US 5404758 A
A flowmeter for determining the amount of flowing medium using an orifice (4) and a resistor body (5) in a cavity (6) through which the medium to be measured flows. Not the resistor body (5) but an orifice sleeve (4) is displaced as a consequence of the varying primary pressure and thus the degree of opening of the flow orifice is determined depending on the amount of flow of the flowing medium. A satisfactory linearization of the subregion of the function Δp (V) is obtained.
1. Flowmeter for determining an amount of flowing medium, said flowmeter comprising an orifice sleeve (4) and a generally cylindrical resistor body (5) in a cavity (6) having an inlet opening (2) and an outlet opening (3), a differential pressure between said inlet opening and said outlet opening being measured by means of said orifice sleeve (4), said flowmeter further comprising:
(a) means for loading said orifice sleeve (4) with a restoring force, said orifice sleeve being moved axially from a first defined point by pressure of said flowing medium against said restoring force;
(b) said resistor body (5) comprising at least one longitudinal overflow groove (7) of variable cross-sectional area;
(c) means for axial adjustment of a position of said resistor body (5); and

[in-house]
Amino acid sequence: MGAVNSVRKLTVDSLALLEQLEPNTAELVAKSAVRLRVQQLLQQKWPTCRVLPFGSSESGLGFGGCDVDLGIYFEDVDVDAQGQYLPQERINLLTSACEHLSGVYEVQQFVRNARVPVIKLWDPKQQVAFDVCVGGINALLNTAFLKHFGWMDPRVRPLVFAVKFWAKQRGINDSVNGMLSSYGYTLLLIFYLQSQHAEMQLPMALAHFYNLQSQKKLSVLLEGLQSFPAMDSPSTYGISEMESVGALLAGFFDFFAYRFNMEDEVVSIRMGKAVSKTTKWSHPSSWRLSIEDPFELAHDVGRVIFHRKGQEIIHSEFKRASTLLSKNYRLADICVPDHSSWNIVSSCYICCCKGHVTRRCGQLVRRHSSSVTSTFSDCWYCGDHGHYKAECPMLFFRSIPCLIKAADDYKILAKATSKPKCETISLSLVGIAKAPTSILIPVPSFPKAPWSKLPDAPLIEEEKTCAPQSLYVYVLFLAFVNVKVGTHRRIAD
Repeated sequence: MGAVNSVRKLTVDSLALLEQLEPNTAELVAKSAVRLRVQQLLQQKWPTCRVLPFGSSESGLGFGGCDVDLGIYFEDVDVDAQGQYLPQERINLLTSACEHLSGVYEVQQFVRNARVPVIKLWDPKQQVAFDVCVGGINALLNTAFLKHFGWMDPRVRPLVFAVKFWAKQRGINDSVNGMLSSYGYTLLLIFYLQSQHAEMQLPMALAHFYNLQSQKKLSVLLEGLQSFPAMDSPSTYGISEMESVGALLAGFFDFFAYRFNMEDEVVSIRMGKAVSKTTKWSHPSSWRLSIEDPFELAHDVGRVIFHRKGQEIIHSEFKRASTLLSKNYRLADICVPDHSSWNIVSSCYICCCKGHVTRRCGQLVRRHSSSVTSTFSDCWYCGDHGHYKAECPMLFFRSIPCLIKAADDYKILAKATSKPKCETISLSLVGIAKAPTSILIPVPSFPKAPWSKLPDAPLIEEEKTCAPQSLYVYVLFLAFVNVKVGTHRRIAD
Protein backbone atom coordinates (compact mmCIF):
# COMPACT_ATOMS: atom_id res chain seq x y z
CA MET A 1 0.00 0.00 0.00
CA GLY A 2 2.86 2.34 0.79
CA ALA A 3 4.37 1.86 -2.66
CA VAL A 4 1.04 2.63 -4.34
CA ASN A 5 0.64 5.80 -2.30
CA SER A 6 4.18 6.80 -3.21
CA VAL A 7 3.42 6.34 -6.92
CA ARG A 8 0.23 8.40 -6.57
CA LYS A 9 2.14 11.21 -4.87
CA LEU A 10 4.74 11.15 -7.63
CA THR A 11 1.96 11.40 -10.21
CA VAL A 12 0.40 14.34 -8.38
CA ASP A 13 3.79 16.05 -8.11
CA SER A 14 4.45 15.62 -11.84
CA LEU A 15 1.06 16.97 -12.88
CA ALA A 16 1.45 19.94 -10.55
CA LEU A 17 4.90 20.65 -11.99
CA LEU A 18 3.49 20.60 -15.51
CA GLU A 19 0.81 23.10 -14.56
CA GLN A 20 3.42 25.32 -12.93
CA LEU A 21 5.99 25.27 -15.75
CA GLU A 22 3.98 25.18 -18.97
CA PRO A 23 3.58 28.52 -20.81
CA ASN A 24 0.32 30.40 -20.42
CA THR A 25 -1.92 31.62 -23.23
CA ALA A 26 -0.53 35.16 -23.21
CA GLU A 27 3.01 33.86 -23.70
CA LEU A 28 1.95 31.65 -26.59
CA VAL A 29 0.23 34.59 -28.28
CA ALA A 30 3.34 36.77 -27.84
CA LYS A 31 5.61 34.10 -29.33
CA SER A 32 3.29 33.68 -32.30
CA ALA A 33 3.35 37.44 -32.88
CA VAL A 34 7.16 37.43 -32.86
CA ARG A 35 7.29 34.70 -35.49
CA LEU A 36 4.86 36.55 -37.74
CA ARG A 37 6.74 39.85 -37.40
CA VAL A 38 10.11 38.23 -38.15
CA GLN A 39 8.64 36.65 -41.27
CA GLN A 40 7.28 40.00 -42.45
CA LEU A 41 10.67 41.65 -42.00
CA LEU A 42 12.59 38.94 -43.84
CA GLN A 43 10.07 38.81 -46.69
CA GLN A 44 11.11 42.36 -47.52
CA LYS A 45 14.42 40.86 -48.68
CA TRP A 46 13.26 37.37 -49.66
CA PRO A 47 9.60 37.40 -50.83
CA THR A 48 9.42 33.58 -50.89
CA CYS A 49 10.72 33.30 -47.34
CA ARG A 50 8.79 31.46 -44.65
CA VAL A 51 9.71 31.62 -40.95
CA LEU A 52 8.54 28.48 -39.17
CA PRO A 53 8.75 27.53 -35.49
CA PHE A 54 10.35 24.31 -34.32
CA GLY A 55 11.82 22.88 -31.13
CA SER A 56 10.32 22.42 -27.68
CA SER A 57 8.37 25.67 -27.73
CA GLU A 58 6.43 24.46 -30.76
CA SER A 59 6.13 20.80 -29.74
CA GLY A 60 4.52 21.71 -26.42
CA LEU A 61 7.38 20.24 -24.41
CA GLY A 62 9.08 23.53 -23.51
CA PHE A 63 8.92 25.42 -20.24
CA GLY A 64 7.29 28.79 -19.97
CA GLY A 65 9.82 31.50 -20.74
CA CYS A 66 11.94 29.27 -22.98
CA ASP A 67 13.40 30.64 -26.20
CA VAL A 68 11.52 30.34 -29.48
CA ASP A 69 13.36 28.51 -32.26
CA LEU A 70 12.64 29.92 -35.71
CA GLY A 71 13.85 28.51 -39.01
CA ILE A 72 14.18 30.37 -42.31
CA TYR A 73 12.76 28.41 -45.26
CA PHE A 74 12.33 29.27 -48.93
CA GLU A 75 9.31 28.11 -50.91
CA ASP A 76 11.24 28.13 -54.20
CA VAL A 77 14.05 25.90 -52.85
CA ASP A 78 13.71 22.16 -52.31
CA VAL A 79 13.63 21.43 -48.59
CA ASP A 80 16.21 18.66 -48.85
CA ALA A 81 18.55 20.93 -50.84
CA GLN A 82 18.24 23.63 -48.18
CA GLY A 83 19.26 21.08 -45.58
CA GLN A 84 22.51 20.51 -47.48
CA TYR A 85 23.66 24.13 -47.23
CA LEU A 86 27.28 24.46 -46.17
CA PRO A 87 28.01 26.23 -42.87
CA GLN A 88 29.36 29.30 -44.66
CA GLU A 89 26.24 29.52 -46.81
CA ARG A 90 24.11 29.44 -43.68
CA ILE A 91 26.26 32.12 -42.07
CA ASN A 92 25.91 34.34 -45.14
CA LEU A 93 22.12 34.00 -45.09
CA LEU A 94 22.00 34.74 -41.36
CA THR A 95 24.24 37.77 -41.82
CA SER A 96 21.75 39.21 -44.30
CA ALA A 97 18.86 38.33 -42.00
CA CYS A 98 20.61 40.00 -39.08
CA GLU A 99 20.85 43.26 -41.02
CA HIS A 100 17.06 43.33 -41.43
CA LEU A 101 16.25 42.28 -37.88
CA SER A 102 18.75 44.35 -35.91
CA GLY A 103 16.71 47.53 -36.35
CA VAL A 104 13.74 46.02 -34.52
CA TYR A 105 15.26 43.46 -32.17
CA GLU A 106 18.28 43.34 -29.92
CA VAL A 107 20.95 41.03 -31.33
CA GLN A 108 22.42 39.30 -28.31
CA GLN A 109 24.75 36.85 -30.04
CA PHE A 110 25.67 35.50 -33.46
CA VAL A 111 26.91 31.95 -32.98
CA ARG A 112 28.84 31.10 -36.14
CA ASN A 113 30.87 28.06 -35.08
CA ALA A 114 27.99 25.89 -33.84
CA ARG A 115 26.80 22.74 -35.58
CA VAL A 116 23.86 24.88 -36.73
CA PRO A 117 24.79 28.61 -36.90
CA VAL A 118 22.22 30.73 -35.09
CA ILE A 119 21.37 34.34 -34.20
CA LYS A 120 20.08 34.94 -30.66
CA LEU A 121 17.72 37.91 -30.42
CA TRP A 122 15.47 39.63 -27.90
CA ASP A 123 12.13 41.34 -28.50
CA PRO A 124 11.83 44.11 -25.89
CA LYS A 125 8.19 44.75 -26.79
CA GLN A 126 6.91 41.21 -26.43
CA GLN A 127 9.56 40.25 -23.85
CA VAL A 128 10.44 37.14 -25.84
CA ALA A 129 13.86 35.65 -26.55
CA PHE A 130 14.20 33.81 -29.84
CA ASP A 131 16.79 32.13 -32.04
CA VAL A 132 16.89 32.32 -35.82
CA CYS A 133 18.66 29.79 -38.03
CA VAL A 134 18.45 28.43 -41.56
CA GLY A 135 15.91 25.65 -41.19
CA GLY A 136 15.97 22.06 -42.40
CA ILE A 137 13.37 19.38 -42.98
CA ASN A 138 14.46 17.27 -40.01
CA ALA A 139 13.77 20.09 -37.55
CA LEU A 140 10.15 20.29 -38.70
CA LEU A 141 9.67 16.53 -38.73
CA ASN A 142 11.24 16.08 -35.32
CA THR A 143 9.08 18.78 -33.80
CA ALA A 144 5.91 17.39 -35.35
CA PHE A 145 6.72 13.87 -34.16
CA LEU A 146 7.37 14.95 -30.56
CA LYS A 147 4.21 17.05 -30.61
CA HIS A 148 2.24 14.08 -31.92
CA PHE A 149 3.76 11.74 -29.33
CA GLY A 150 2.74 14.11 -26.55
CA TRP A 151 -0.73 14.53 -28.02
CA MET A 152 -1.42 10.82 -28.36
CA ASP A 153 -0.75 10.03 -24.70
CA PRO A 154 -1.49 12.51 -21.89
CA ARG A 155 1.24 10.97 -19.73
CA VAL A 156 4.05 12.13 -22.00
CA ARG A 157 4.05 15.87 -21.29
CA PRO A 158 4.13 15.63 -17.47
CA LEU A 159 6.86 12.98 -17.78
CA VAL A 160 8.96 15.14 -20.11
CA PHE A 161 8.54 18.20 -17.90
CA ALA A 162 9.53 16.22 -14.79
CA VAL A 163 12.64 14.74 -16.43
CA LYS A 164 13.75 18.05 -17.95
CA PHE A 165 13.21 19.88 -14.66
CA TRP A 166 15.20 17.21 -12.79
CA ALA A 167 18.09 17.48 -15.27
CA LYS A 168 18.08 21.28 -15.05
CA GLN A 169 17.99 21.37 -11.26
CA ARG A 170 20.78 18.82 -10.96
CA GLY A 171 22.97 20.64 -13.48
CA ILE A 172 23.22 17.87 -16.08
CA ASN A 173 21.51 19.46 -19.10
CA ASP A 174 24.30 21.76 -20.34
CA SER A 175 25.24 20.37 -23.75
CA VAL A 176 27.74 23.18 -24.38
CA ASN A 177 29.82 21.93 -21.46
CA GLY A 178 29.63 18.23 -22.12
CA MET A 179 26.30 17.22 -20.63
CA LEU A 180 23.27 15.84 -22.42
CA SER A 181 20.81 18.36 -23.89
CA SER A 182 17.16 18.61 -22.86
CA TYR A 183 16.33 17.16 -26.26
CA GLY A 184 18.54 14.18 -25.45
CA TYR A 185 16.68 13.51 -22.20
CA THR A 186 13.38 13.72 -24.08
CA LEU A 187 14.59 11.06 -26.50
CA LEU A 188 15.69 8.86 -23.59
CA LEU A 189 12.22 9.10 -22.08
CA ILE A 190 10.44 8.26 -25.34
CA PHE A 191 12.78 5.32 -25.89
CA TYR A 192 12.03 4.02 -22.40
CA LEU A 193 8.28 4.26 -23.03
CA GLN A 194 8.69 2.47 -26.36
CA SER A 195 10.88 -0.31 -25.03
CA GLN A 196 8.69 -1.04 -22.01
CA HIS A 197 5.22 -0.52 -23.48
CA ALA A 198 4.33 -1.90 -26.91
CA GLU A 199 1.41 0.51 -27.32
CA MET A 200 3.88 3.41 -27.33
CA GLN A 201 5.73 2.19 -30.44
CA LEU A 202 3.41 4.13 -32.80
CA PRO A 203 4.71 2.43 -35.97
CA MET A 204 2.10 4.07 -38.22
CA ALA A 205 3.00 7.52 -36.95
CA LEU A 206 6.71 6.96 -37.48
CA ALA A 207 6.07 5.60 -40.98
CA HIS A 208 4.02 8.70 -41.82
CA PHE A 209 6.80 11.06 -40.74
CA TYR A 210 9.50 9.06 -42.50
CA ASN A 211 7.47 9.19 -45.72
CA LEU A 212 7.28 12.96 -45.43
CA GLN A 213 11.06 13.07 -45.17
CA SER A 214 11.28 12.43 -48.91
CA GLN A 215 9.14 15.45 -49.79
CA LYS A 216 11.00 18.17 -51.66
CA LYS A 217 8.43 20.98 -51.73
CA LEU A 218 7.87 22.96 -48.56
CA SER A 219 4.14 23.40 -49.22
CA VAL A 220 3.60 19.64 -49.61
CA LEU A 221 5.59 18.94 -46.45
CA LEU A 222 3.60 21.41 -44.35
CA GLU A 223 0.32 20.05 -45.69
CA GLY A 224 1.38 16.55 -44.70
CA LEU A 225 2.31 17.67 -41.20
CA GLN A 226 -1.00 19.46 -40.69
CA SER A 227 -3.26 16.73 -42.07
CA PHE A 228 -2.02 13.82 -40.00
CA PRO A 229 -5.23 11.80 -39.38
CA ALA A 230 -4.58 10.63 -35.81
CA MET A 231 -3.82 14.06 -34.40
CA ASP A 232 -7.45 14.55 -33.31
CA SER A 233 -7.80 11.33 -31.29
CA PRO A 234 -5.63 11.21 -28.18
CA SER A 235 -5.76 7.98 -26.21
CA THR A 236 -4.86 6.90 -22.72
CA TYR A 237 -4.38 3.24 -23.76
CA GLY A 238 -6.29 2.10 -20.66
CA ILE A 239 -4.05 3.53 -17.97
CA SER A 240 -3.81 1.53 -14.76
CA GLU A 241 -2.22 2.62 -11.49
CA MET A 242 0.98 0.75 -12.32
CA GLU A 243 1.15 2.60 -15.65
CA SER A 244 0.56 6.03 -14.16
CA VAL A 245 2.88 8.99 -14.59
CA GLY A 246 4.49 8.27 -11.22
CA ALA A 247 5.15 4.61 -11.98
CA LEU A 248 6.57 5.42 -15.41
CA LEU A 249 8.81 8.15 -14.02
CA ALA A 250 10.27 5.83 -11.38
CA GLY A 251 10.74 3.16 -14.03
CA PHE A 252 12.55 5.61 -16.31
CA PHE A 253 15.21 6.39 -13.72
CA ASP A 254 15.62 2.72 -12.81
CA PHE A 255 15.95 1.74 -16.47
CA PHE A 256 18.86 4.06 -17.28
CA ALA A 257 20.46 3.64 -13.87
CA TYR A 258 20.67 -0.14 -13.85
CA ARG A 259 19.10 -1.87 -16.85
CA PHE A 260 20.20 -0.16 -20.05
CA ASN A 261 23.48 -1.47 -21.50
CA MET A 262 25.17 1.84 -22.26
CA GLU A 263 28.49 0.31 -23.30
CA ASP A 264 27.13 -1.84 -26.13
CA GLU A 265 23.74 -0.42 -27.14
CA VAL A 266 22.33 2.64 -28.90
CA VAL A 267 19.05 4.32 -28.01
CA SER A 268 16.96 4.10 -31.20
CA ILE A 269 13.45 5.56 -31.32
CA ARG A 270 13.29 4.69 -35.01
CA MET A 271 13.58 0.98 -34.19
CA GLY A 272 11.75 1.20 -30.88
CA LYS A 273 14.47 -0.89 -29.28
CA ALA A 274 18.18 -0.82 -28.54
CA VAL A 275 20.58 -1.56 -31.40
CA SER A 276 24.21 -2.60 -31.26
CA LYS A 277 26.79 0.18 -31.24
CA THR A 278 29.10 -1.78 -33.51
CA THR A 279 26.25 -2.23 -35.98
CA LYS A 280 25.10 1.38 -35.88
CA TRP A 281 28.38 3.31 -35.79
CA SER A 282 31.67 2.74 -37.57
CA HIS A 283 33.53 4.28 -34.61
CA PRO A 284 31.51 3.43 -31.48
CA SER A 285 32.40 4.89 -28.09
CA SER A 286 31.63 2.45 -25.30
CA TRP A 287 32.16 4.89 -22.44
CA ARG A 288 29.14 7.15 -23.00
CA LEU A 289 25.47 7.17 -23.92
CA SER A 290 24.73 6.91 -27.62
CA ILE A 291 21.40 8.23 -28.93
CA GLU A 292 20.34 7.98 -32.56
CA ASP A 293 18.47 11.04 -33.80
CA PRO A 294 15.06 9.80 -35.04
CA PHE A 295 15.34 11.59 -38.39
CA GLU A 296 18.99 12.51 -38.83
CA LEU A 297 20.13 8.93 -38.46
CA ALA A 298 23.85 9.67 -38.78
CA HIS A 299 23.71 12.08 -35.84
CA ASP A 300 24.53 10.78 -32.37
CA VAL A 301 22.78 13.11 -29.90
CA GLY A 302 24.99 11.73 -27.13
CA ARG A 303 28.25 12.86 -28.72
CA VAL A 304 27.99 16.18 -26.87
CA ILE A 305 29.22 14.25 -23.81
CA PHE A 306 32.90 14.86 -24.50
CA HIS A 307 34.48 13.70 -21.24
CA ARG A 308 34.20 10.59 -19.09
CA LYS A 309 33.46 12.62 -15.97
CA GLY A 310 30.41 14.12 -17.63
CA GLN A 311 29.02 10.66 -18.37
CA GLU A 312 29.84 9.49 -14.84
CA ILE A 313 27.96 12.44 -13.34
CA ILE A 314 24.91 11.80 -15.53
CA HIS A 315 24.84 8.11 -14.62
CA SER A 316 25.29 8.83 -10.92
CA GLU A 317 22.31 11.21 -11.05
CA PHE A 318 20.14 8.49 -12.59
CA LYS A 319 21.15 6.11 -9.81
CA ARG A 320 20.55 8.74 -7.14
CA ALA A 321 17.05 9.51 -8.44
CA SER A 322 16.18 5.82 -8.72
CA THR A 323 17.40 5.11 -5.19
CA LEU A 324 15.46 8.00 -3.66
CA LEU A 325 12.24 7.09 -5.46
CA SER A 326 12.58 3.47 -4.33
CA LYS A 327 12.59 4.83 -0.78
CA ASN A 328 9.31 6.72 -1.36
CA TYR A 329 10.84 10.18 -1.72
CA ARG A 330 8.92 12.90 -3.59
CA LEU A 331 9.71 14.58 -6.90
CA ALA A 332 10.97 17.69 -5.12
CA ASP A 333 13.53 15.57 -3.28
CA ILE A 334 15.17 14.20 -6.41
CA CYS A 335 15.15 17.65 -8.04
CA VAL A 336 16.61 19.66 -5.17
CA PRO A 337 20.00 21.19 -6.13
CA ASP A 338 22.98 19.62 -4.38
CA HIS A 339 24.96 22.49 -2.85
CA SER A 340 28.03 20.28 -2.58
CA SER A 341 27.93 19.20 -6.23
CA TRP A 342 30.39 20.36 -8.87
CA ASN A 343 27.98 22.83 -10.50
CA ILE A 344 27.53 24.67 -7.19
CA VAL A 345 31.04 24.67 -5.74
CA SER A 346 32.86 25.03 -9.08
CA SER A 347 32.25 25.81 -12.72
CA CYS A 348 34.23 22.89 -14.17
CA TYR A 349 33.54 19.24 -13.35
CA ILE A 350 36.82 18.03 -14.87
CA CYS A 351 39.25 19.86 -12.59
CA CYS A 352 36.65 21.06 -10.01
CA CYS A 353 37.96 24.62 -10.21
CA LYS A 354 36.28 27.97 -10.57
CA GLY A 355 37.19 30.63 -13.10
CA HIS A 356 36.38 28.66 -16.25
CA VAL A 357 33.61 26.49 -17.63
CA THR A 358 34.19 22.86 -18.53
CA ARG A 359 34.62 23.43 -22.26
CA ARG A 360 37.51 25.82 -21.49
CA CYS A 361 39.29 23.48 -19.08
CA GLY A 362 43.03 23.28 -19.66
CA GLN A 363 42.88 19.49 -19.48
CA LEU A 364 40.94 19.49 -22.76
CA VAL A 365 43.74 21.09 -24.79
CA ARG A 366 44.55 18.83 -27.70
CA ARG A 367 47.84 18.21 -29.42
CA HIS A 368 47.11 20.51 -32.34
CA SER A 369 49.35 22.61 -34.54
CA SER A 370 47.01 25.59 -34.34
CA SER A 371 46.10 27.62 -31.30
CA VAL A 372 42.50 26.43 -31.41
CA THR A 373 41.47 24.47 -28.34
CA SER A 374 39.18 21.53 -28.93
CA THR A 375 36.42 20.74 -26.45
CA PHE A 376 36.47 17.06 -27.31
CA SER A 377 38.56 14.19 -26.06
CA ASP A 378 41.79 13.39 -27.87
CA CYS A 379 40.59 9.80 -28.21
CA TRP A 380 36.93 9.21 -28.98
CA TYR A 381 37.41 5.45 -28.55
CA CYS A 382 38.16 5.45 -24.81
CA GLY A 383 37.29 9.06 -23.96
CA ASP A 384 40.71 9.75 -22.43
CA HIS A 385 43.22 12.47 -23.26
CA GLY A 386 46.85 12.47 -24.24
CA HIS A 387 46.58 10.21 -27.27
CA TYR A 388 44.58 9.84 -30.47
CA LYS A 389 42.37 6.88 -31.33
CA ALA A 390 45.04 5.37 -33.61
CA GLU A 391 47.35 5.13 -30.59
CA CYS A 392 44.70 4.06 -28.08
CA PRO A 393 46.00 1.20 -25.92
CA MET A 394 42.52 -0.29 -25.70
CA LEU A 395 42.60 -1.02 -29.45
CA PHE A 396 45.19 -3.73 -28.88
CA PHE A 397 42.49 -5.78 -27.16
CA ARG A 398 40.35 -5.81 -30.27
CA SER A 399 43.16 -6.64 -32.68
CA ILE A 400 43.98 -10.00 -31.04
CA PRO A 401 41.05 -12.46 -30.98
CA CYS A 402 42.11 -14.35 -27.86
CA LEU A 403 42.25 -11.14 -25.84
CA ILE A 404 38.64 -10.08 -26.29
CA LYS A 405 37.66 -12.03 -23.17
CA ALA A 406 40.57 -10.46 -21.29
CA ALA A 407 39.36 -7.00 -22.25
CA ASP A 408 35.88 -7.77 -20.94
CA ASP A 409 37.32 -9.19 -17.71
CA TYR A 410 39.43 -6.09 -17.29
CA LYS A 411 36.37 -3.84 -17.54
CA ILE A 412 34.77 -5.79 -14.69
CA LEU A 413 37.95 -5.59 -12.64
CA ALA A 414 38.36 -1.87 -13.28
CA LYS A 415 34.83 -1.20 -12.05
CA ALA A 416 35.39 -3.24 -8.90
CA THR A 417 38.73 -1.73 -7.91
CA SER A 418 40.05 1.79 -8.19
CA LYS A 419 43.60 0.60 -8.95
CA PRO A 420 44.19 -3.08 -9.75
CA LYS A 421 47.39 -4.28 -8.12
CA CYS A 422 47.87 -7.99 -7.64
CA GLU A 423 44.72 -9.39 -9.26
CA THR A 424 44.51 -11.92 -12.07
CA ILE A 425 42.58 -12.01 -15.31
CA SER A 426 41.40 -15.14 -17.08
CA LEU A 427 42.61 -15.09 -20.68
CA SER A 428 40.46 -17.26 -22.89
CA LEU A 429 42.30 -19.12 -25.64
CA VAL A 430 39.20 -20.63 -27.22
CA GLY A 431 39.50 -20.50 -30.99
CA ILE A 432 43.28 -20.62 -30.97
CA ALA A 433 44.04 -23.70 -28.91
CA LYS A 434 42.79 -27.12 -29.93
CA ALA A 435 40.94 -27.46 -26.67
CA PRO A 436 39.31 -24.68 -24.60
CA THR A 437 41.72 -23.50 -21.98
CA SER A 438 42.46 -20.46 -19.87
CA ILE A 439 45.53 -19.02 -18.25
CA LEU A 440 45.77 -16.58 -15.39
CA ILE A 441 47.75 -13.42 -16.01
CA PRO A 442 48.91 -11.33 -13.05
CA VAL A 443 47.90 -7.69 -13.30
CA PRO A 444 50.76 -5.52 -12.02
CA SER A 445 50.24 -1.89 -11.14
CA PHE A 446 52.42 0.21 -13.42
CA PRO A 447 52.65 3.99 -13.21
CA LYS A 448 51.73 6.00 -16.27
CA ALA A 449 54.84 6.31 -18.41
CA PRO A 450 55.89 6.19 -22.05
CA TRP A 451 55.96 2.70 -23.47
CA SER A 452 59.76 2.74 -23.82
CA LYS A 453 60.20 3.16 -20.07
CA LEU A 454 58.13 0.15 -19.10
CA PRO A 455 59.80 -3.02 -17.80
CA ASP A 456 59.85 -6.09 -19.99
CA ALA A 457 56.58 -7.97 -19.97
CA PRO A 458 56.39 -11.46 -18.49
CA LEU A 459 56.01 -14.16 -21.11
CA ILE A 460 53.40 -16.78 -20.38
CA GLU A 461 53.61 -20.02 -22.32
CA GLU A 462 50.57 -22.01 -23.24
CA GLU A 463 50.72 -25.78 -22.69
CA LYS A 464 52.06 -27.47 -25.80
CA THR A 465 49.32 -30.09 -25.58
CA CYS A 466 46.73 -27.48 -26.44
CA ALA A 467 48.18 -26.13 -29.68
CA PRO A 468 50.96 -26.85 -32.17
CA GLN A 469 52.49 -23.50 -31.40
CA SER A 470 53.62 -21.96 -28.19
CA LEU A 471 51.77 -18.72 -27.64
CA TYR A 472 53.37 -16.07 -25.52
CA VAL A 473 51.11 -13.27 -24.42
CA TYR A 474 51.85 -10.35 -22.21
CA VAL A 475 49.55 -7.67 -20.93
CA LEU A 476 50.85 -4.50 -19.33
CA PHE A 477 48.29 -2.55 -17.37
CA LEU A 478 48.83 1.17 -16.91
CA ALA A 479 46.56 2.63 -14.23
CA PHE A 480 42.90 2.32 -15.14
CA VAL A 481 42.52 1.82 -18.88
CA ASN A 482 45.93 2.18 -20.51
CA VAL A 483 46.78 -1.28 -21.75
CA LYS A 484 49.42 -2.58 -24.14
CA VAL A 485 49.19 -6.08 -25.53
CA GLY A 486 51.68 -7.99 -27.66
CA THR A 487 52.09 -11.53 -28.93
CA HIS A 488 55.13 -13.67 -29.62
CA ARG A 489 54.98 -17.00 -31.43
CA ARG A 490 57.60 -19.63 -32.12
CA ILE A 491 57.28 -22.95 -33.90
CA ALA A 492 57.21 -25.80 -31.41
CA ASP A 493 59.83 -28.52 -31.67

(d) at least one further groove (10) located in a reaction surface (9) of said orifice sleeve (4) facing in the direction from which fluid flows and bridging a stop surface (11 ) of said first defined stop point.
2. Flowmeter as claimed in claim 1, wherein the restoring force of said orifice meter (4) is variable.
3. Flowmeter as claimed in claim 1, wherein said resistor body (5) is moved axially by means of a threaded rod (8) connected to said resistor body (5).
4. Flowmeter as claimed in claim 3, wherein an end of said resistor body (5) remote from said threaded rod (8) is slidingly guided by means of a bore hole.
5. Flowmeter as claimed in claim 1, wherein said orifice sleeve (4) is moved axially between said first defined stop point (11) and a second defined stop point (19).
6. Flowmeter as claimed in claim 1, wherein said first defined point is located near a start of said overflow groove (7) in a direction of flow of said flowing medium.